If I asked you if you thought it was important to develop the next generation of leaders at your company, you’d probably say yes. And you’d also probably say yes if asked whether that leadership development would produce ROI for you in the short term.
But if leadership development is such a big priority, why do so many executives attest it doesn’t work?
According to a survey of C-suite executives from SHRM, the Society for Human Resources Management, only 41% think that the leadership development programs at their organizations are of high quality. And HR consultancy Brandon Hall Group found in 2018 that only three-fifths of organizations say that their leaders are ready to manage short-term business goals successfully, and that only 34% of executives say that their leadership development programs have a significant impact on meeting business objectives.
“Leadership development is not really doing its job really well in improving leadership and producing leaders that are ready to successfully manage business goals,” Claude Werder, senior vice president at Brandon Hall Group, admits bluntly. In his words, it’s a “systemic failure.”
Part of the problem is that leadership development needs to produce short-term ROI, not just long-term. Many companies are identifying high-potential future leaders who will be ready 5 to 10 years from now, but not 12 to 18 months. And many organizations can’t agree on what foundational leadership skills they should be training for. Leadership, after all, is different from management -- but research from Brandon Hall Group found from interviews with over 100 different organizations that about a third of leadership development programs are primarily focused on tactical management and process, and another quarter are more focused on business and financial acumen.
Your organization, obviously, is unique, and so are the challenges for which you need to prepare a new generation of leaders. But there’s one area where it seems like everyone could use some improvement: Data. Executives overwhelmingly cite this as the main reason why they don’t think their leadership development programs are working. How are you measuring the impact of these programs, are you getting the right information, and is that information actionable?
As a leader and facilitator, are a few places where you may want to start.
Establish consensus on which competencies you’re developing. You can’t measure results if you’re not in agreement as to what you’re going to be measuring. And 55% of organizations had not reached consensus on what exactly they hoped to achieve among participants in leadership development programs, according to Brandon Hall Group’s research. Are you training leaders to mentor, to make crucial decisions, to improve their relationships with customers, or to uphold and fine-tune the company’s vision? (Usually, it’s all of those and more.) Understand that these goals will vary based on where high-potential individuals are in their careers.
Make data collection an ongoing process, and make expectations clear for participants. When I was a high school football coach, years before entering the corporate world, I learned that you can’t just collect feedback from players at the end of a practice, or worse, at the end of a game. Soliciting feedback and the data that can be gathered from it needs to be an ongoing process. But you can’t do this without buy-in from participants. Establish in the very first minutes of your leadership development program that feedback will be solicited regularly and that the program will be adjusted in real-time in response to it. Ensure that participants have access to a system whereby they can keep track of their progress.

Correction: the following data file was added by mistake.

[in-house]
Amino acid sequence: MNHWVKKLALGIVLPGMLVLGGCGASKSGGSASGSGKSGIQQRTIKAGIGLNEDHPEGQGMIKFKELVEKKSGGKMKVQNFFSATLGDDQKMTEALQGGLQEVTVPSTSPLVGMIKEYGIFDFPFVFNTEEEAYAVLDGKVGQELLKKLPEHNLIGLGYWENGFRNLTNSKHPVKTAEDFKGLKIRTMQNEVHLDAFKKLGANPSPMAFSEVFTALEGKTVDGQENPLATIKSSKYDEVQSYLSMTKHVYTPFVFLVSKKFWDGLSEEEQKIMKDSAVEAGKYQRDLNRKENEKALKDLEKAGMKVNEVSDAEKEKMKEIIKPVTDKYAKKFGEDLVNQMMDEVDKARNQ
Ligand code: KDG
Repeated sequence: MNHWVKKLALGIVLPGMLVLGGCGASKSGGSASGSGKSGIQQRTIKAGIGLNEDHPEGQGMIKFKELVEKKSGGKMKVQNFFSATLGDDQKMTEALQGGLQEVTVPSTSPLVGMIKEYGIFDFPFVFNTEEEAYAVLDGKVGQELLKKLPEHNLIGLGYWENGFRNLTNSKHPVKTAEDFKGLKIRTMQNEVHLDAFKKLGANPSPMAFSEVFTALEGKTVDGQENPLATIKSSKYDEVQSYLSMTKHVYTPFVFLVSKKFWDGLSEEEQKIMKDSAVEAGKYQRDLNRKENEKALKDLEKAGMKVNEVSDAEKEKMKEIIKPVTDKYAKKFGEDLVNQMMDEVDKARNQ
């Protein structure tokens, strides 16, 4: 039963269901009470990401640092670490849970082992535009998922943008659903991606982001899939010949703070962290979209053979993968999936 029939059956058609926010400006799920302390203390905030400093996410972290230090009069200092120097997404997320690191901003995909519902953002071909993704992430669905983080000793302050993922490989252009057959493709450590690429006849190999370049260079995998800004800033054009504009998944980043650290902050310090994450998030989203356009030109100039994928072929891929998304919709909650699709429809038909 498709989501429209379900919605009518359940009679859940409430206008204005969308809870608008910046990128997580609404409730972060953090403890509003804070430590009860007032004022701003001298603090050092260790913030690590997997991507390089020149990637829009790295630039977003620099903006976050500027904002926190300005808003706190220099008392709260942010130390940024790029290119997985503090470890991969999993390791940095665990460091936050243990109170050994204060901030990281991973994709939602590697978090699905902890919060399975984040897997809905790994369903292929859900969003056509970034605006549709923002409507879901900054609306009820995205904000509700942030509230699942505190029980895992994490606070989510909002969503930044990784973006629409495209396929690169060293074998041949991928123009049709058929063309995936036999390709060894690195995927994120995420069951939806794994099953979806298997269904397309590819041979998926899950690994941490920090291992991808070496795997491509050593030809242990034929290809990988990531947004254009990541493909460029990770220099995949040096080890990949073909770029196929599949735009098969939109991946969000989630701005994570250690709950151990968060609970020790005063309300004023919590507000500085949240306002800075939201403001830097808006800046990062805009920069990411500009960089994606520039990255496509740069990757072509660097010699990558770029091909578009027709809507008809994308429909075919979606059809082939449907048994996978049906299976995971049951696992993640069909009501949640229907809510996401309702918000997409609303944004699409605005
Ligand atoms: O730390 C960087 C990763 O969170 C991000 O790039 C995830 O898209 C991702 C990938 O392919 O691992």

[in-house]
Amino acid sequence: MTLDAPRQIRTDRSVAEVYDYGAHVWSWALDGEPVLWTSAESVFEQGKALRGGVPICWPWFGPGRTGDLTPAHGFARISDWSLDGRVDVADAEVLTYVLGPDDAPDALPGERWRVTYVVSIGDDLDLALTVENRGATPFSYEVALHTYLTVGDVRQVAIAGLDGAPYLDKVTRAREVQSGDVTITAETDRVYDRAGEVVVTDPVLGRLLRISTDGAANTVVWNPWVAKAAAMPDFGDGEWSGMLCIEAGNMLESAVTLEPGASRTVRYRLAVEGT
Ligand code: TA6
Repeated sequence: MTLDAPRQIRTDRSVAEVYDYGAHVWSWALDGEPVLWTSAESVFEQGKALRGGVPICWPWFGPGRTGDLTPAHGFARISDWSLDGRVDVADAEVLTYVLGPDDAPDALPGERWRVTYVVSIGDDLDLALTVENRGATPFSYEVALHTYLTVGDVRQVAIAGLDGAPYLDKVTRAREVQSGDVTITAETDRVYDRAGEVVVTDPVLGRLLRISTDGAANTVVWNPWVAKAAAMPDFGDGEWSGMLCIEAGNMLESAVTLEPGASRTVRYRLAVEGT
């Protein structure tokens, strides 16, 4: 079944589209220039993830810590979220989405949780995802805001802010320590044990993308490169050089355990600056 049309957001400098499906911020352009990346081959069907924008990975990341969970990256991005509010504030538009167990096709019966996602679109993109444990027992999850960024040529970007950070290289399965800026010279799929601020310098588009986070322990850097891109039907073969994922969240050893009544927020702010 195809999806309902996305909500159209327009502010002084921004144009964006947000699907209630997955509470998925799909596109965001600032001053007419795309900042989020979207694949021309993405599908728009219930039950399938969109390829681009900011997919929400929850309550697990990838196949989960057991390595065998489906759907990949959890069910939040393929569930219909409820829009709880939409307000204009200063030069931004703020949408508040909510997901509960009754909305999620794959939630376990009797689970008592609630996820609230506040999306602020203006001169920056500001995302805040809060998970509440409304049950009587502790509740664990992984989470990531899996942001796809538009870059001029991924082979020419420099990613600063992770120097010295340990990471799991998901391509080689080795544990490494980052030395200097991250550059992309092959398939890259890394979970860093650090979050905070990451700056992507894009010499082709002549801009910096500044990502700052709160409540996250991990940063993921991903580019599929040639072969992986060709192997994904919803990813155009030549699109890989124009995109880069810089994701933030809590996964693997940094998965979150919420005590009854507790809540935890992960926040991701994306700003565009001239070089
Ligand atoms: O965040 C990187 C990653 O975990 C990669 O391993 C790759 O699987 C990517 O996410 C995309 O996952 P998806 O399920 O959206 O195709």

Don’t look for data in the wrong place. Just because it’s “data” doesn’t mean it’s helpful or actionable. According to Brandon Hall Group, 42% of companies use employee exit interviews as a means of measuring leadership development. This is an odd place to look for insight into, considering that people often leave their jobs because of their management. This may create a skewed perspective and an inaccurate read on how leaders-in-training are growing within the company.
Share results widely. “Whatever your findings, share them with business leaders,” HR Magazine editor Dori Meinert has written. “While it might be tempting to hide negative results, hoping no one will remember to ask for the analysis, that strategy won’t likely end well.” This will also ensure that everyone in your organization has buy-in. No individual will have all the answers, so keeping yourself accountable with company-wide (or executive suite-wide) reporting can help you fill in some of the gaps you may miss on your own.
As Claude Werder has pointed out, many leadership development programs might actually be more effective than CEOs think -- the companies just can’t prove results. That’s why demonstrating impact with data is so important. With the very nature of work in a state of unprecedented transformation, having leaders ready for both short- and long-term change is key, and you owe it to your workforce to ensure they’re trained for both the challenges and opportunities they’ll face.